Inspired by his mother, John LaSpina was just 15 years old when he began volunteering with "Fight for Sight" , a non-profit dedicated to funding eye and vision research.

Now, fifty years later, he's still at it.

“My mom was half blind, and I wanted to do something. That's what's kept me motivated,” said John LaSpina, owner of Maple Family Centers.

LaSpina started doing clerical work,  sending out letters to donors for the non-profit's various fundraising events.

Today, he's a board member and uses his day job to fundraise for “Fight for Sight.”

LaSpina owns and operates five bowling alleys.

Each year he organizes and hosts the "Strike for Sight" fundraiser.

Last year’s tournament raised $16,000 for research.

“Our customers are very generous and very gracious. And though we ask them often to kick in a dollar or two, they all tell me they get it. They do it for the right reasons,” said LaSpina.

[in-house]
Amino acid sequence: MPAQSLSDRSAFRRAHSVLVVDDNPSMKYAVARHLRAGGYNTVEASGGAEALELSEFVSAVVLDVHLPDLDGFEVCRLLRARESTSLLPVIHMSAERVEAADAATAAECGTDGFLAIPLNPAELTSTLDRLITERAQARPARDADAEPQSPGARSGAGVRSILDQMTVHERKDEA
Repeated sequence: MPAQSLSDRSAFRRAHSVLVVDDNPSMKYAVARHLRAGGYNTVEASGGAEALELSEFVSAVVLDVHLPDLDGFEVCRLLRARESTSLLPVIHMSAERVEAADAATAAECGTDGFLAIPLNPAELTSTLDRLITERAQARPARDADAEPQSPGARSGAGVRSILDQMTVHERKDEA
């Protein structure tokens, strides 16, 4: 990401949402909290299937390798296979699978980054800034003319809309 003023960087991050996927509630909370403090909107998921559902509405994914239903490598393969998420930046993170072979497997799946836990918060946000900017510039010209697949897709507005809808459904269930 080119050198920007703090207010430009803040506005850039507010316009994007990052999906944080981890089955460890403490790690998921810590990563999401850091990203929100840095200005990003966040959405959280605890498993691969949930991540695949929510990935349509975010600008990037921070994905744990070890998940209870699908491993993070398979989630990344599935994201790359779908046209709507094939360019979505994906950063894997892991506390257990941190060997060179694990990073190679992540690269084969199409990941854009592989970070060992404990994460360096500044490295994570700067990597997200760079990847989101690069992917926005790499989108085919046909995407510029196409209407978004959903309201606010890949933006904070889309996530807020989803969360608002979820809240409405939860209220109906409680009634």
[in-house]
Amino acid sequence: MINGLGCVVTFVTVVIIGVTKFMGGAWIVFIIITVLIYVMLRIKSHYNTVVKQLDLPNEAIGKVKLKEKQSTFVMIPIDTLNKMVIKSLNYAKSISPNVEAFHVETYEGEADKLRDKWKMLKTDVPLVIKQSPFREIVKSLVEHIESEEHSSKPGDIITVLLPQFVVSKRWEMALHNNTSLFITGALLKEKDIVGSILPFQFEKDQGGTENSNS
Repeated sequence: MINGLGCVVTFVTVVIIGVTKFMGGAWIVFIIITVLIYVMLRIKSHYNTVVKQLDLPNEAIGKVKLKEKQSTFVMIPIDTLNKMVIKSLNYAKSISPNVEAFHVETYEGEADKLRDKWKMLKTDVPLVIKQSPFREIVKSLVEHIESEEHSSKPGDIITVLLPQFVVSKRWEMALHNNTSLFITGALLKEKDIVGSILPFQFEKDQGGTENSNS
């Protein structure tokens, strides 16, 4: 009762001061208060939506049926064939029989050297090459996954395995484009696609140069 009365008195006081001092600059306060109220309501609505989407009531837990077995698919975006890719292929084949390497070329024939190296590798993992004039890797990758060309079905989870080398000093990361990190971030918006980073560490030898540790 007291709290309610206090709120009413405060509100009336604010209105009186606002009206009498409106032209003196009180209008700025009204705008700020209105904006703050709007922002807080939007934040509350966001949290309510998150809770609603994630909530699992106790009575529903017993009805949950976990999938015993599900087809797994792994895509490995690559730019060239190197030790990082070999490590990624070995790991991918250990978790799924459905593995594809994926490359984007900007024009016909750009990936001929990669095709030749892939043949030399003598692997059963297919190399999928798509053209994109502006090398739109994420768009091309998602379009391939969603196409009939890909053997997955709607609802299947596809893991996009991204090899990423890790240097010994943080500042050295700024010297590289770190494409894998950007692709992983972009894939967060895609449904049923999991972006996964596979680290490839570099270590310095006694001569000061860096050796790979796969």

LaSpina's dedication to the non-profit has reached bowlers from across the five boroughs and Long Island.

His passion allows “Fight for Sight” to grow to new heights.

“If you were going to do a poster-child for the ideal volunteer, that would be John LaSpina. His passion for Fight for Sight is so immense that he gets these other people excited about “Fight for Sight” and you really can't have a better volunteer than that,” said Arthur Makar, the Executive Director of Fight for Sight.

LaSpina doesn't stop there -- he also serves as the national chairman for the "Bowlers to Veterans Link."

Last month, a tournament he helped organize raised $50,000 -- all to go toward recreational and therapeutic programs for veterans.

“I'm having fun with it all I just like what I do. I think it's important to get up in the morning and feel happy with what you do,” said LaSpina.